“Metamorphogenesis” takes the form of three lengthy pieces ranging from 11 to 17 minutes in duration & adding up to a total of 44 minutes. This makes it a relatively short release for Esoteric when compared with their previous two records which were both double albums. But never fear! You won’t find any 3 minute pop songs amongst this lot with the tracks ranging from twelve to seventeen minutes in length & you shouldn’t expect to be humming along to many melodic hooks afterwards either. Interestingly, two of the three tracks begin with all guns blazing instead of employing the gradual slow build-up model that seems to be a standard with this sort of music. It can actually be pretty jarring if you’re not ready for it. Particularly with the first track as I always forget to prepare myself to experience a sudden barrage that includes multiple vocal & lead guitar tracks going right from the word go. But I guess you could say that Esoteric’s whole approach to music is confronting. Their unique style of funeral doom metal can be overwhelming & suffocating in its density with separation between the instruments having been sacrificed in favour of sheer weight & volume. The bass that forces its way out of your speakers is somewhat akin to that of drone metal in a way as Esoteric seem to employ the use of noise & speaker reverberation in a similar (but less obvious) fashion & the use of repetition is also used for a similar purpose. Despite the huge amount of different parts that are layered into each piece, these tracks are drawn out for days & I wonder about the influence of post rock on the band as there’s a definite similarity to the way they build towards a crescendo over a long period & with the listener not really noticing.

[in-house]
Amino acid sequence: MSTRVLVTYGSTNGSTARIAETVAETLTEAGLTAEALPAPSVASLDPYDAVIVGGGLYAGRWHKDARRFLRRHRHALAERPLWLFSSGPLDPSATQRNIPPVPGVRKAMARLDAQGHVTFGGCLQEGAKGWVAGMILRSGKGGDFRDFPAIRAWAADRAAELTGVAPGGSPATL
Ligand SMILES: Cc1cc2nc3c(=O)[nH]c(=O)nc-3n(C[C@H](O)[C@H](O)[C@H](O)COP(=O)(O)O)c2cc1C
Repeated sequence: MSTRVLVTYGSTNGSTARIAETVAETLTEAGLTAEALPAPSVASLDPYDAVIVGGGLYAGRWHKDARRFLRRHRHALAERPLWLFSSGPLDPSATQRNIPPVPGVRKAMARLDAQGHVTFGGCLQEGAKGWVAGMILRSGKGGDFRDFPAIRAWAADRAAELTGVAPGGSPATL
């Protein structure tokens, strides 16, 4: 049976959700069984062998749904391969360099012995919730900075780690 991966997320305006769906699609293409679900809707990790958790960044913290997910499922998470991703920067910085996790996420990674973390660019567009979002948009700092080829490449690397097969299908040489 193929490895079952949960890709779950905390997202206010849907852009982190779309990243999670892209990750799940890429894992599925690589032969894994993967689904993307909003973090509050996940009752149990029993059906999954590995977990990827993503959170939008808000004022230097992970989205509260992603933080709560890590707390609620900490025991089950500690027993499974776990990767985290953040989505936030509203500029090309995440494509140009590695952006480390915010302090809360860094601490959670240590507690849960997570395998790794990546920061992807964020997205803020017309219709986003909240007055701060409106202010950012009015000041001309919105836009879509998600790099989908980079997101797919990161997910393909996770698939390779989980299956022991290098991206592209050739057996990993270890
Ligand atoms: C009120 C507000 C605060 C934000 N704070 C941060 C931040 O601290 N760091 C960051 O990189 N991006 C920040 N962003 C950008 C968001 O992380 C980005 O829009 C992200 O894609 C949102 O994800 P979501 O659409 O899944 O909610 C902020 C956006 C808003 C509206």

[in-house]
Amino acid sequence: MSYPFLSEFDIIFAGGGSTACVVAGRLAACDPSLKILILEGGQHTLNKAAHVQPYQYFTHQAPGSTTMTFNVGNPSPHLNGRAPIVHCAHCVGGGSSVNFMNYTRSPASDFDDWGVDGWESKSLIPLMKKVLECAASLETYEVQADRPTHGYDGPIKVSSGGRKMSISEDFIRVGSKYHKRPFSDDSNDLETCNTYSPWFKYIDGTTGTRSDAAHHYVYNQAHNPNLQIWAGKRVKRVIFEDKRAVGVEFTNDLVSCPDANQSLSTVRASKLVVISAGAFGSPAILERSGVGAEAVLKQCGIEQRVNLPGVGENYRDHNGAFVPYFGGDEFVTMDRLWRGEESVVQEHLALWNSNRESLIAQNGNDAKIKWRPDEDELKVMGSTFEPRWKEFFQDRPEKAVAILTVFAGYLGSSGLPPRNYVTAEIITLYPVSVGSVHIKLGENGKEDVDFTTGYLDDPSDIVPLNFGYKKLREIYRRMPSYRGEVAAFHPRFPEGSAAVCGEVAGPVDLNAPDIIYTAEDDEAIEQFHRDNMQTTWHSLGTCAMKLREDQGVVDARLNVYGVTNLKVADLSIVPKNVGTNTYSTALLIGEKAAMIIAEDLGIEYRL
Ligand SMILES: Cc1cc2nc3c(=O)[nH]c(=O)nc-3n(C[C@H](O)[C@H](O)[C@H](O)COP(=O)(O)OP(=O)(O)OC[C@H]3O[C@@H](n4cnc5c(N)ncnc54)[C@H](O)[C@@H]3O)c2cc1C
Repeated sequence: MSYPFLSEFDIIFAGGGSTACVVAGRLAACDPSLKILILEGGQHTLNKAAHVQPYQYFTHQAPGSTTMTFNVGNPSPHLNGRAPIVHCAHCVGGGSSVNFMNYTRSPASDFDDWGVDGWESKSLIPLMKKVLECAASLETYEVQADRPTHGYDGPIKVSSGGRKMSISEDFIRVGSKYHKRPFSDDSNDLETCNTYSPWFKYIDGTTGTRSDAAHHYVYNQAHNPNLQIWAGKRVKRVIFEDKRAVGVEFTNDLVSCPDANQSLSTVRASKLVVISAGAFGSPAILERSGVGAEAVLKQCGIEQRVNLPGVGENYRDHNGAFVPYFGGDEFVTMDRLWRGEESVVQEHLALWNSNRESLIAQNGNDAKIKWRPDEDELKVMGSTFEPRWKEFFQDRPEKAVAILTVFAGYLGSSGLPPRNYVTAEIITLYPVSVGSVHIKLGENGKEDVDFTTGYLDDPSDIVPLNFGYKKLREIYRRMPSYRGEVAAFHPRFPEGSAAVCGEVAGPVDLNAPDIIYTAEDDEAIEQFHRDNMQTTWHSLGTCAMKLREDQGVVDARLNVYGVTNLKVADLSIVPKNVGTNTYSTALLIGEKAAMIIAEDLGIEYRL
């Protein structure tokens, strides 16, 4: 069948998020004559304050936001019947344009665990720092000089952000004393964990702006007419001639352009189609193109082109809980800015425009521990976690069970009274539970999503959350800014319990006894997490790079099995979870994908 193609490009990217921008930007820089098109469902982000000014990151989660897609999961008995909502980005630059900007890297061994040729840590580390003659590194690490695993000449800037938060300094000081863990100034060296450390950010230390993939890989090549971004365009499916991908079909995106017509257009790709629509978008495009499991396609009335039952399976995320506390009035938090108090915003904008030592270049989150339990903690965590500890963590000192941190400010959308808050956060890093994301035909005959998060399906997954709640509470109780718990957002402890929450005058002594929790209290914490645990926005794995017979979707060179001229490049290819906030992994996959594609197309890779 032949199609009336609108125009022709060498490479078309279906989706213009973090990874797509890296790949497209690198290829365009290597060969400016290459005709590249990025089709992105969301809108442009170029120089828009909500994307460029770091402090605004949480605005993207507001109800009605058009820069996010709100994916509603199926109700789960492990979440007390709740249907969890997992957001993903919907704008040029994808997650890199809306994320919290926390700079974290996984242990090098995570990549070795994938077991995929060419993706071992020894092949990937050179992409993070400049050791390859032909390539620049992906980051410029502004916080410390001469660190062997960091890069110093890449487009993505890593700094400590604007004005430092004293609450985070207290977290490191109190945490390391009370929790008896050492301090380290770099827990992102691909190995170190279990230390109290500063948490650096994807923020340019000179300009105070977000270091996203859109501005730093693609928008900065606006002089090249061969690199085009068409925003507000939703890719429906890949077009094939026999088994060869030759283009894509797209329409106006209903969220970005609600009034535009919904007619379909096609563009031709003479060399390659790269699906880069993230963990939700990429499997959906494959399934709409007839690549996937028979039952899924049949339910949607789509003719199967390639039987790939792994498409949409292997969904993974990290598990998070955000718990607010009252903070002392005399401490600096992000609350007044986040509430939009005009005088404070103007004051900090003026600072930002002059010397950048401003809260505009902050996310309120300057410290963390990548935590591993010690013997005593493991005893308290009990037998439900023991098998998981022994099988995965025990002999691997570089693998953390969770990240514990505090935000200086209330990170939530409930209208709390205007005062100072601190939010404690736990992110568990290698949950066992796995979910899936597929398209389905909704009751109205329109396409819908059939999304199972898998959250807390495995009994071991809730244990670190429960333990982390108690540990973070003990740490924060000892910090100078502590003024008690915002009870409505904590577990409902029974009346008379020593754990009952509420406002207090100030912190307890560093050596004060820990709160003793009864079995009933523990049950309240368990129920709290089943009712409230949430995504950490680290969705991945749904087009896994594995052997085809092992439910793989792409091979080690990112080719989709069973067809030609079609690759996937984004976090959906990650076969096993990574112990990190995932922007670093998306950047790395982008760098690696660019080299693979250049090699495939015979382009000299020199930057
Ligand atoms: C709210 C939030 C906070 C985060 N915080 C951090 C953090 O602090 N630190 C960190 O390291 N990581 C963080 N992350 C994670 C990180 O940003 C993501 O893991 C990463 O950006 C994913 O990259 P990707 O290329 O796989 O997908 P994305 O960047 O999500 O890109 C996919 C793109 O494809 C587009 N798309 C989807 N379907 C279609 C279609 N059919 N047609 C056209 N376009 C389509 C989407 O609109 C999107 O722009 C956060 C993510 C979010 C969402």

Unlike most purveyors of funeral doom, each of the three tracks included has its own unique personality but shares similar characteristics. The space & cosmic themes the band employs suit the instrumentation to a tee with loads of effects being utilized to take the listener out of their comfort zone. In fact, some sections seem to have been intentionally composed of completely disparate parts that make no real sense but ultimately contribute by putting you into a defined head space before the next section comes in to crush you with ridiculously heavy but equally beautiful instrumentation. The experience is noticeably psychedelic & the idea of a bad acid trip comes to mind on more than the odd occasion. But I don’t say that in a negative fashion. It’s simply that Esoteric sound like no one else on Earth on this album. Their use of dual vocals is both relentless & unintelligible but it’s used as more of an accompaniment to the overall soundscape than as a musical protagonist. The lead guitar work is also a constant with the melodies of bands like Katatonia & Anathema being the obvious reference only never in as twisted a fashion as you’ll be submitted to here with the various licks being drawn back into the wall of noise rather than sitting out front on their own.

Once it clicked with me, I found “Metamorphosis” to be an astounding album. It took me to realise that some of the things that initially caught me off guard were intentionally employed & that Esoteric wouldn’t have achieved such an otherworldly result without them for me to see the true genius in this music. It shares a lot in common with Australian doom/death legends diSEMBOWELMENT in its psychedelic qualities & thick & unique atmosphere &, while we’re on the topic of Aussie music, I also hear a lot of “Paradox”-era Cruciform in the riffs & structures with the band not being afraid of lifting the tempo on occasion too. Most doom metal is all about those riffs & Esoteric possess those in spades but they don’t feel the need to thrust them down your throat when there’s so much more to be said. Funeral doom metal can often be one-dimensional but “Metamorphogenesis” almost has too many dimensions for its own good at times. Esoteric can take you to uncharted parts of the universe with this music & I can’t recommend “Metamorphogenesis” enough.

For fans of: diSEMBOWELMENT, Mournful Congregation, Ahab


Release info

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Ratings: 5 | Reviews: 2


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The Fallen
Doom Metal

Funeral Doom Metal